Auditor-General’s report, interpretative journalism

BY: Larweh Therson-Cofie

The Ghana mass and social media have reported that the Auditor-General has uncovered financial irregularities that added up to GH¢17 billion in the 2021 audit report.

That part of the Ghana Audit Service report for 2021 was for public boards and corporations and other statutory bodies.
Quoting from the audit report, the publications calculated the GH¢17 billion financial irregularities to be a 36 per cent increase over financial malpractices captured in the 2020 audit report which amounted to GH¢12.85 billion.

Total financial irregularities uncovered by the Auditor-General in his reports for the past five years were valued at more than GH¢50.8 billion.
According to the Auditor-General’s report for 2021, the GH¢17 billion financial infractions were partly caused by power sales offered on credit by the Volta River Authority (VRA) and the Northern Electricity Distribution Corporation (NEDCO).

Other infractions uncovered by the Ghana Audit Service for 2021 included those on tax, cash, payroll, debts and loans, stores and procurements, contracts and rent.
Customers of VRA and NEDCO owed the two institutions GH¢4.9 billion and GH¢1.2 billion respectively for power purchase.

The audit report revealed that Ministries, Departments and Agencies (MDAs) owed the VRA and NEDCO unpaid power sales debts.

According to the report, the huge debts could not have occurred if the VRA and NEDCO had established an effective debt collection policy and credit control mechanism to get debts paid.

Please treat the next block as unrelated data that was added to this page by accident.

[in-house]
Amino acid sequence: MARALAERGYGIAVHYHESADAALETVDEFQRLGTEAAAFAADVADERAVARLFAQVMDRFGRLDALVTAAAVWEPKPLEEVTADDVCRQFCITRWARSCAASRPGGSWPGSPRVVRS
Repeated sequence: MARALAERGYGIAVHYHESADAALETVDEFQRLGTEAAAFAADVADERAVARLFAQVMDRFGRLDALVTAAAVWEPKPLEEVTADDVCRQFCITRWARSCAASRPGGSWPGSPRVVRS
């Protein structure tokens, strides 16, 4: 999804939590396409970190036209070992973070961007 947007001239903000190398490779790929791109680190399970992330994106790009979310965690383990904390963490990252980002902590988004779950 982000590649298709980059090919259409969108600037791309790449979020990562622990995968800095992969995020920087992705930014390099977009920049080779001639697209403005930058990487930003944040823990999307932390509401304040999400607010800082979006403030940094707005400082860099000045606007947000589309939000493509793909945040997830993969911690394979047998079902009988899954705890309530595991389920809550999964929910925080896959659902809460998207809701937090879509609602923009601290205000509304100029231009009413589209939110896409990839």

Management indifference to loan recovery was also mentioned as one of the causes of accumulated debts owed by the MDAs to the two institutions.

Citing part of the 2021 audit report, the media stated that the Auditor-General requested the MDAs to create effective management policies that would enable them to minimise or avoid bad debts.
Misapplication of funds, budget overruns, payment of boards’ allowances to members without ministerial approval or authentication amounting to GH¢505 million were also cited in the report.

Failure to pay statutory tax deductions at the appropriate dates and non-deductions of applicable taxes that amounted to GH¢23.5 million were mentioned in the report as financial malpractices.
It is the constitutional duty of the Ghana Audit Service and its head, the Auditor-General, to audit all public accounts.

Article 187 (2) of the 1992 Ghana Constitution states: “The public accounts of Ghana and of all public offices, including the courts, the central and local government administrations, of the universities and public institutions of like nature, of any public corporation or other body or organisation established by an Act of Parliament shall be audited and reported on by the Auditor-General.”

Article 187 (5) stipulates: “The Auditor-General shall, within six months after the end of the immediately preceding financial year to which each of the accounts mentioned in clause (2) of this article relates, submit his report to Parliament and shall, in that report, draw attention to any irregularities in the accounts audited and to any other matter which in his opinion ought to be brought to the notice of Parliament.’’

In presenting his report on public accounts, the Auditor-General submits the report in a language and terms that are appropriate for that purpose.
His definitions are applicable and rest within their context and meanings.

For example, financial irregularities, infractions or malpractices do not necessarily mean that Ghana, as a nation, has incurred financial losses.
Mass and social media journalists are not accountants or auditors.
Most of them have not been exposed to how to properly interpret financial and audit reports, as well as national budget statements.

Lack of accounting and bookkeeping background compels the journalists to do verbatim reporting without understanding some of the terms and issues involved.
In old school journalism, there is a remedy for that.
Interpretative journalism offers conscientious journalists the opportunity to understand and interpret financial statements, budget presentations and audit reports in a way that will not amount to misreporting or misinformation.